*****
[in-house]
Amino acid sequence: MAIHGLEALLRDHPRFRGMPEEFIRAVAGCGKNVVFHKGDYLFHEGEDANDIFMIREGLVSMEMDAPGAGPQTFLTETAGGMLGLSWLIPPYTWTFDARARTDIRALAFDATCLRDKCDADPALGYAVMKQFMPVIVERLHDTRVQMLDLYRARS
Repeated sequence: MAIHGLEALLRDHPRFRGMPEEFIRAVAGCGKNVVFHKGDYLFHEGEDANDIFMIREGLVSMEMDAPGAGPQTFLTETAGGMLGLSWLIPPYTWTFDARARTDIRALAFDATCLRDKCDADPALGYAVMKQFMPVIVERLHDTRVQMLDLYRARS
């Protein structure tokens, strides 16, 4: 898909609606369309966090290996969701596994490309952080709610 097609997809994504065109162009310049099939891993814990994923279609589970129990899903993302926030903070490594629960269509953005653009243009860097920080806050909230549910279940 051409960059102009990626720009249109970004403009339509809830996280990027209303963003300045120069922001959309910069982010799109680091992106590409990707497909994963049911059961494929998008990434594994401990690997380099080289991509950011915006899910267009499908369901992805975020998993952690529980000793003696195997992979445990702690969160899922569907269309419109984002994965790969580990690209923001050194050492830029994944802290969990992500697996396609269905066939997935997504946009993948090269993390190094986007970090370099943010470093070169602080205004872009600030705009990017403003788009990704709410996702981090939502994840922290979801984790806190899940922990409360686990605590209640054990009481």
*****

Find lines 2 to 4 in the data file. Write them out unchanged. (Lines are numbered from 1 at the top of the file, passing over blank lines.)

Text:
Amino acid sequence: MAIHGLEALLRDHPRFRGMPEEFIRAVAGCGKNVVFHKGDYLFHEGEDANDIFMIREGLVSMEMDAPGAGPQTFLTETAGGMLGLSWLIPPYTWTFDARARTDIRALAFDATCLRDKCDADPALGYAVMKQFMPVIVERLHDTRVQMLDLYRARS
Repeated sequence: MAIHGLEALLRDHPRFRGMPEEFIRAVAGCGKNVVFHKGDYLFHEGEDANDIFMIREGLVSMEMDAPGAGPQTFLTETAGGMLGLSWLIPPYTWTFDARARTDIRALAFDATCLRDKCDADPALGYAVMKQFMPVIVERLHDTRVQMLDLYRARS
């Protein structure tokens, strides 16, 4: 898909609606369309966090290996969701596994490309952080709610 097609997809994504065109162009310049099939891993814990994923279609589970129990899903993302926030903070490594629960269509953005653009243009860097920080806050909230549910279940 051409960059102009990626720009249109970004403009339509809830996280990027209303963003300045120069922001959309910069982010799109680091992106590409990707497909994963049911059961494929998008990434594994401990690997380099080289991509950011915006899910267009499908369901992805975020998993952690529980000793003696195997992979445990702690969160899922569907269309419109984002994965790969580990690209923001050194050492830029994944802290969990992500697996396609269905066939997935997504946009993948090269993390190094986007970090370099943010470093070169602080205004872009600030705009990017403003788009990704709410996702981090939502994840922290979801984790806190899940922990409360686990605590209640054990009481």